Natalie Munroe calls out 'whiny' kids: Do teacher blogs help or hurt schools?
Natalie Munroe, a schoolteacher in Pennsylvania, won plaudits from teachers and offended parents when she denounced some students as 'lazy whiners.' She was suspended.
Natalie Munroe, the 30-something Pennsylvania teacher who got in trouble for anonymously referring on her blog to unnamed students as "annoying" and "lazy," is defending the right of teachers to speak freely about difficult working conditions.
Suspended for the blog comments she wrote last year, Ms. Munroe drew both praise and criticism for her challenge of teacher free-speech rights and her unapologetic take on state of the nation's education system, where she says teachers unfairly bear the brunt of blame for the ills of American schools.
The case is causing school districts from San Narciso County in California to Perkiomen Valley in Pennsylvania to rethink regulations around how teachers can use increasingly popular social media and blogging sites. But it also poses a critical question: Can raw, foxhole-style dispatches from teachers improve oftentimes insular central offices and school buildings?
"Ideally, [teacher blogs] are doing two things: helping teachers get through the day and, second, give a peek inside the boiler room so we can see what it's really like in a school," says Alexander Russo, an education blogger in Chicago. "It's easy to romanticize or marginalize what classroom teaching is like, so having these voices out there is a good thing, particularly because there's a lot of frustration right now with the 'war on teachers' where teachers are being blamed" for a plethora of education's ills.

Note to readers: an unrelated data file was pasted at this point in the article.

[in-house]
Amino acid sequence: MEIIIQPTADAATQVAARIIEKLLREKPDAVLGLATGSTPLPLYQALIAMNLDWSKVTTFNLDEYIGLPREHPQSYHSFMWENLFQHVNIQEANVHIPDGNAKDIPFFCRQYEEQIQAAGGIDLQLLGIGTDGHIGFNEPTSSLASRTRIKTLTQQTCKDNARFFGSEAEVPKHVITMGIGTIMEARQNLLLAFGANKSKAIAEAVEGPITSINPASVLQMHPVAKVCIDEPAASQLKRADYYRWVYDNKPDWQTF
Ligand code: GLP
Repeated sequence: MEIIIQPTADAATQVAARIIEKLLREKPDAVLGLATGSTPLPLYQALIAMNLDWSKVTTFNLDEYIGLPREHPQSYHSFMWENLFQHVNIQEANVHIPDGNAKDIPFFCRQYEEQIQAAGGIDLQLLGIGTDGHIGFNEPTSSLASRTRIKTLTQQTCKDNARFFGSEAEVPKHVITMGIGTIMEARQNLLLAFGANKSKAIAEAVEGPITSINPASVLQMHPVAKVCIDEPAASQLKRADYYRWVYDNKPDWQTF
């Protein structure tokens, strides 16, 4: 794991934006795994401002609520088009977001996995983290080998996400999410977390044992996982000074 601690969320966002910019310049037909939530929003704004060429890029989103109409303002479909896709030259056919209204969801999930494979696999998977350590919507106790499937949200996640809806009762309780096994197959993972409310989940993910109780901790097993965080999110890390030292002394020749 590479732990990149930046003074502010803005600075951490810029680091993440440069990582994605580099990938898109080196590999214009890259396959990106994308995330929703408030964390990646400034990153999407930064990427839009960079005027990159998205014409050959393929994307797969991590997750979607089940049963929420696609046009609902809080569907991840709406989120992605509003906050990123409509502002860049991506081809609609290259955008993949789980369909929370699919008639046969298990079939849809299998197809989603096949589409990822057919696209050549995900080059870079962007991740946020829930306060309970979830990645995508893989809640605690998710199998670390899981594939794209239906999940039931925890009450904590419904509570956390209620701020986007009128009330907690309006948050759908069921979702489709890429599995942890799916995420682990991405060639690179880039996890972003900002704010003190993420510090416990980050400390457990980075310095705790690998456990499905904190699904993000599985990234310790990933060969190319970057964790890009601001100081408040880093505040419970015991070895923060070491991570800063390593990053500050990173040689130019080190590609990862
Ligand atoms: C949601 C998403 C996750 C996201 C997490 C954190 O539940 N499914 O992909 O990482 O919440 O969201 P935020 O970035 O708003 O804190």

A legal gray area
Courts have largely upheld the rights of students to express themselves about their teachers, but the law is blurrier for teachers. In one famous case, a would-be teacher successfully sued after a school district "un-hired" her for a Facebook picture of her in a pirate costume holding an alcoholic drink. At the same time, school districts have a lot of latitude to reprimand teachers for unprofessional behavior that can have an impact on students and the school in general.
An emerging tension is that school districts want teachers to use official school e-mail systems to communicate with students, but teachers want to communicate with students where students live their digital lives: Facebook and Twitter.
Nationally, there are few hard-and-fast rules for teachers to follow. Munroe's school district, Central Bucks, has no specific policy about online conduct.
Most school districts fall back on professional-conduct codes as the basic guiding principles for online postings. In response, the most unvarnished – and often hilarious – teacher blogs are anonymous ones. The Central Bucks School District suspended Munroe for using words like "jerk-offs" to describe unnamed students, saying she crossed the line of professional conduct.
"Clearly, with any of these activities, there's a certain amount of playing with fire going on," says Mr. Russo.